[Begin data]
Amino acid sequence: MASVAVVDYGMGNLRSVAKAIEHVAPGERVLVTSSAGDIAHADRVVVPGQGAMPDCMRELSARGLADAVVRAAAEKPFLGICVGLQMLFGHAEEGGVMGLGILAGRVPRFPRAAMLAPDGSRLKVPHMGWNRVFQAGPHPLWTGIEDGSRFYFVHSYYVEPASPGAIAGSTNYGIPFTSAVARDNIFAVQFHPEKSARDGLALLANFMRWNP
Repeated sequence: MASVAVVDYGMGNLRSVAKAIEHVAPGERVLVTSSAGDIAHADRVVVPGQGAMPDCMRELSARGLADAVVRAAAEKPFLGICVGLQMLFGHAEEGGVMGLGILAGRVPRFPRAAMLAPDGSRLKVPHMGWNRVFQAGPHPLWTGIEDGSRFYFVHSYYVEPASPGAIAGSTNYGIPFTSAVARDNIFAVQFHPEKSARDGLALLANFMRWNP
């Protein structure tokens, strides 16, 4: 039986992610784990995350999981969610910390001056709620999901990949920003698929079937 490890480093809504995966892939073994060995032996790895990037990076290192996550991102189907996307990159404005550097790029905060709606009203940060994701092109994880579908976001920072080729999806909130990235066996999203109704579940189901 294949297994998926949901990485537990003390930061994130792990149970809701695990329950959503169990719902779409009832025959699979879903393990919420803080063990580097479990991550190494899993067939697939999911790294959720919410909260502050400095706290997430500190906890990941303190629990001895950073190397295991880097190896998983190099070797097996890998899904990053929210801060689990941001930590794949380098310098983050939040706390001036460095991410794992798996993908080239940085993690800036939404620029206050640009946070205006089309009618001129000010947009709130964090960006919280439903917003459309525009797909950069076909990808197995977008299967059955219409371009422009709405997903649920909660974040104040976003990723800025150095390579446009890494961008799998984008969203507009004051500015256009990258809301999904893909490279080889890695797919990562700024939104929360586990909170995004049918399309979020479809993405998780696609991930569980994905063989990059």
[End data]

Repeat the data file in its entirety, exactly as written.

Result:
Amino acid sequence: MASVAVVDYGMGNLRSVAKAIEHVAPGERVLVTSSAGDIAHADRVVVPGQGAMPDCMRELSARGLADAVVRAAAEKPFLGICVGLQMLFGHAEEGGVMGLGILAGRVPRFPRAAMLAPDGSRLKVPHMGWNRVFQAGPHPLWTGIEDGSRFYFVHSYYVEPASPGAIAGSTNYGIPFTSAVARDNIFAVQFHPEKSARDGLALLANFMRWNP
Repeated sequence: MASVAVVDYGMGNLRSVAKAIEHVAPGERVLVTSSAGDIAHADRVVVPGQGAMPDCMRELSARGLADAVVRAAAEKPFLGICVGLQMLFGHAEEGGVMGLGILAGRVPRFPRAAMLAPDGSRLKVPHMGWNRVFQAGPHPLWTGIEDGSRFYFVHSYYVEPASPGAIAGSTNYGIPFTSAVARDNIFAVQFHPEKSARDGLALLANFMRWNP
């Protein structure tokens, strides 16, 4: 039986992610784990995350999981969610910390001056709620999901990949920003698929079937 490890480093809504995966892939073994060995032996790895990037990076290192996550991102189907996307990159404005550097790029905060709606009203940060994701092109994880579908976001920072080729999806909130990235066996999203109704579940189901 294949297994998926949901990485537990003390930061994130792990149970809701695990329950959503169990719902779409009832025959699979879903393990919420803080063990580097479990991550190494899993067939697939999911790294959720919410909260502050400095706290997430500190906890990941303190629990001895950073190397295991880097190896998983190099070797097996890998899904990053929210801060689990941001930590794949380098310098983050939040706390001036460095991410794992798996993908080239940085993690800036939404620029206050640009946070205006089309009618001129000010947009709130964090960006919280439903917003459309525009797909950069076909990808197995977008299967059955219409371009422009709405997903649920909660974040104040976003990723800025150095390579446009890494961008799998984008969203507009004051500015256009990258809301999904893909490279080889890695797919990562700024939104929360586990909170995004049918399309979020479809993405998780696609991930569980994905063989990059």